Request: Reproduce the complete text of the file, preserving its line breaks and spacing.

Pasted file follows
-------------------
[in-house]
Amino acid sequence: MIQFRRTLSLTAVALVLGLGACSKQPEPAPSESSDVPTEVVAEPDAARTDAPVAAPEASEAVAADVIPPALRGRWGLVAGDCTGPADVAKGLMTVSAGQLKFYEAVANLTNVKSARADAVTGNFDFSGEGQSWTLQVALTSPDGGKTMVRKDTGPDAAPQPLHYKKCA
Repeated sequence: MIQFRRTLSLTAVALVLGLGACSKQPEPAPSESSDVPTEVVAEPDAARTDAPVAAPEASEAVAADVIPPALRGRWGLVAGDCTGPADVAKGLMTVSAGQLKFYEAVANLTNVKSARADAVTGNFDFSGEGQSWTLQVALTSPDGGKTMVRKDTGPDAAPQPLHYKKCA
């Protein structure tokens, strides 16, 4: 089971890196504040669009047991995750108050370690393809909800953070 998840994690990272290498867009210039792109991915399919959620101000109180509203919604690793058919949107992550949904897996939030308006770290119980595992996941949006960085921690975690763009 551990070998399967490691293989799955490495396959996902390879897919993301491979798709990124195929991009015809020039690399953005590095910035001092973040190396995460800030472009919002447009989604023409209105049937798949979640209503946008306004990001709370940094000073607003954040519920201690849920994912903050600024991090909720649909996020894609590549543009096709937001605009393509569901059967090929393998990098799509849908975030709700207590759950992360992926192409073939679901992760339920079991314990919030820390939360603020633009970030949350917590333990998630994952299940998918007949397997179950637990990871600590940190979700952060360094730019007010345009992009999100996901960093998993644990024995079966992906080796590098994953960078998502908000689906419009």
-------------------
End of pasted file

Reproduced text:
[in-house]
Amino acid sequence: MIQFRRTLSLTAVALVLGLGACSKQPEPAPSESSDVPTEVVAEPDAARTDAPVAAPEASEAVAADVIPPALRGRWGLVAGDCTGPADVAKGLMTVSAGQLKFYEAVANLTNVKSARADAVTGNFDFSGEGQSWTLQVALTSPDGGKTMVRKDTGPDAAPQPLHYKKCA
Repeated sequence: MIQFRRTLSLTAVALVLGLGACSKQPEPAPSESSDVPTEVVAEPDAARTDAPVAAPEASEAVAADVIPPALRGRWGLVAGDCTGPADVAKGLMTVSAGQLKFYEAVANLTNVKSARADAVTGNFDFSGEGQSWTLQVALTSPDGGKTMVRKDTGPDAAPQPLHYKKCA
């Protein structure tokens, strides 16, 4: 089971890196504040669009047991995750108050370690393809909800953070 998840994690990272290498867009210039792109991915399919959620101000109180509203919604690793058919949107992550949904897996939030308006770290119980595992996941949006960085921690975690763009 551990070998399967490691293989799955490495396959996902390879897919993301491979798709990124195929991009015809020039690399953005590095910035001092973040190396995460800030472009919002447009989604023409209105049937798949979640209503946008306004990001709370940094000073607003954040519920201690849920994912903050600024991090909720649909996020894609590549543009096709937001605009393509569901059967090929393998990098799509849908975030709700207590759950992360992926192409073939679901992760339920079991314990919030820390939360603020633009970030949350917590333990998630994952299940998918007949397997179950637990990871600590940190979700952060360094730019007010345009992009999100996901960093998993644990024995079966992906080796590098994953960078998502908000689906419009």